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Congressional Compassion

July 30, 2012, 9:59 PM by David Brown

Congressional Compassion

The most recent Gallup poll shows the United States Congress has an approval rating of just 17 percent.

With both major political parties blaming one another for the problems in Washington, a small group of South Dakota high school students are engaged in their own Congress. And they're hoping the lessons they learn in session can translate to the real world.

The questions are direct, not confrontational. And the answers are encouraged, not chastised. It's not Capitol Hill, but for this group of 13 juniors and seniors, the South Dakota Youth Congress gives them a reason to speak up.

"Everybody's voice is getting heard, which is really nice," West Central High School senior Elizabeth Renner said. "It actually feels like a democracy. It's not all the partisan anger and everything."

Renner will be able to vote in November. She's excited for the opportunity to put her feelings in the ballot box because she's not oblivious to what's happening in Washington.

"As a teen today, you see our country really isn't getting anywhere by everyone yelling at each other," Renner said.

"This isn't between two parties or two sets of ideas," Burke High School senior Alex Sachtjen said. "We're going to talk on the idea instead of arguing back and forth."

Sachtjen won't be able to vote this November. But he's well aware of how the real Congress works, having been a Senate page for John Thune.

"It's a very good experience if you want to learn about the issues in South Dakota," Sachtjen said.

And the topics these kids are discussing are ones that pertain to them. Youth Issues is the focus of this year's Congress, an annual meeting between teens from different schools. They'll write up a report at the end of the session.

"They live in Sioux Falls or they live in Rapid City or they live in Milbank," Rebecca Andrew of the Chiesman Center For Democracy said. "And so, hopefully, they can go back and say, 'These are some things we need to try and look at in our community and what can we do to make our community better.'"

It's hard to be idealistic in the age of the 24-hour news cycle. But the Youth Congress, which formed in 1998, is steering these kids toward compromise instead of conflict.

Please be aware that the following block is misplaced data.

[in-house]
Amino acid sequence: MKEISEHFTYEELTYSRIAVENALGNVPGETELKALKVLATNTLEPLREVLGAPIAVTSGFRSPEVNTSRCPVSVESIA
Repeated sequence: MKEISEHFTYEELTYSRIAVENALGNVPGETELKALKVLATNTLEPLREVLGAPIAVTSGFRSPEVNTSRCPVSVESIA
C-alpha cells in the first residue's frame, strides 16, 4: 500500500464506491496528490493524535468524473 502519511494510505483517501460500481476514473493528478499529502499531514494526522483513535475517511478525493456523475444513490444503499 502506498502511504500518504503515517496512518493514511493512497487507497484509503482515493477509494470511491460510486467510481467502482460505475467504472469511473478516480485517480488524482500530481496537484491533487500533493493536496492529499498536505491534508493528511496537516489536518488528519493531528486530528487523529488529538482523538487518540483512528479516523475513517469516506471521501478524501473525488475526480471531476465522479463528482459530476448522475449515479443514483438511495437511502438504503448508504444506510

"I think it's great to see what's working in different schools and what's not, and what we can use from their ideas and their buildings and use them in our schools," Colman-Egan senior Patience Lunday said

"It's almost funny how some of the problems are very similar where some, such as parking, are not an issue in my small town," Sachtjen said.

They can laugh about it now, but these kids are smart enough to know the real world isn't as carefree. And while there may be a certain naïveté as they finish up high school, they hope their generation can provide the change to all the negativity.

"It's not so much pointing fingers or, 'You're wrong' or, 'You're right,'" Lunday said. "It's more so just putting ideas out on the table and seeing what we can do to make them stronger and support them together."

Lunday is well aware her name is a virtue.

"If I had a nickel for every time I heard a pun about my name, I would be a millionaire," Lunday said.

But she also knows she and her other Congressmen and women will be richer for the experience.

"It's showing that the younger generation is willing to be more open-minded and work with each other to figure out solutions for our issues," Lunday said.

"I'm going to be a little more cautious and I'm going to look at the issues first and make sure I'm informed instead of just following a party idea or agenda," Renner said.

It's idealistic and it's optimistic. But it's the solution they decided together.

This year's Congress is over, but any student, teacher or school administrator may nominate someone to go. Once nominated, they have to fill out an application form. Learn more about the Youth Congress program online.

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